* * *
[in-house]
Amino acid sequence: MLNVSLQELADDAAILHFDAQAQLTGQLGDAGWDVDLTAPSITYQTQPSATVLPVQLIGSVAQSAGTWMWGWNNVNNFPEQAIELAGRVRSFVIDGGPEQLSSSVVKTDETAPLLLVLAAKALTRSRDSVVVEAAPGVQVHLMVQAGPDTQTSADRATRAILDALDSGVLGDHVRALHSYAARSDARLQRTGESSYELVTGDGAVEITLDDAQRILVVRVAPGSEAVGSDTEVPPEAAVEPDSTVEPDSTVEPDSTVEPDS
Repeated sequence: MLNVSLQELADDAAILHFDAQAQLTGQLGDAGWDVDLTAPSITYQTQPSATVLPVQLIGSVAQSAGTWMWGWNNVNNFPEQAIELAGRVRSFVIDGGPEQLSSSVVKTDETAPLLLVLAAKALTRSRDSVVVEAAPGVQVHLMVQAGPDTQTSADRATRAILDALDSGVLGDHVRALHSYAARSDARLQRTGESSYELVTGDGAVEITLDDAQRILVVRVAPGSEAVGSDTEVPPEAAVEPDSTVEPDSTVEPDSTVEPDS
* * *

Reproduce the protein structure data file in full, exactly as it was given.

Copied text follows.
[in-house]
Amino acid sequence: MLNVSLQELADDAAILHFDAQAQLTGQLGDAGWDVDLTAPSITYQTQPSATVLPVQLIGSVAQSAGTWMWGWNNVNNFPEQAIELAGRVRSFVIDGGPEQLSSSVVKTDETAPLLLVLAAKALTRSRDSVVVEAAPGVQVHLMVQAGPDTQTSADRATRAILDALDSGVLGDHVRALHSYAARSDARLQRTGESSYELVTGDGAVEITLDDAQRILVVRVAPGSEAVGSDTEVPPEAAVEPDSTVEPDSTVEPDSTVEPDS
Repeated sequence: MLNVSLQELADDAAILHFDAQAQLTGQLGDAGWDVDLTAPSITYQTQPSATVLPVQLIGSVAQSAGTWMWGWNNVNNFPEQAIELAGRVRSFVIDGGPEQLSSSVVKTDETAPLLLVLAAKALTRSRDSVVVEAAPGVQVHLMVQAGPDTQTSADRATRAILDALDSGVLGDHVRALHSYAARSDARLQRTGESSYELVTGDGAVEITLDDAQRILVVRVAPGSEAVGSDTEVPPEAAVEPDSTVEPDSTVEPDSTVEPDS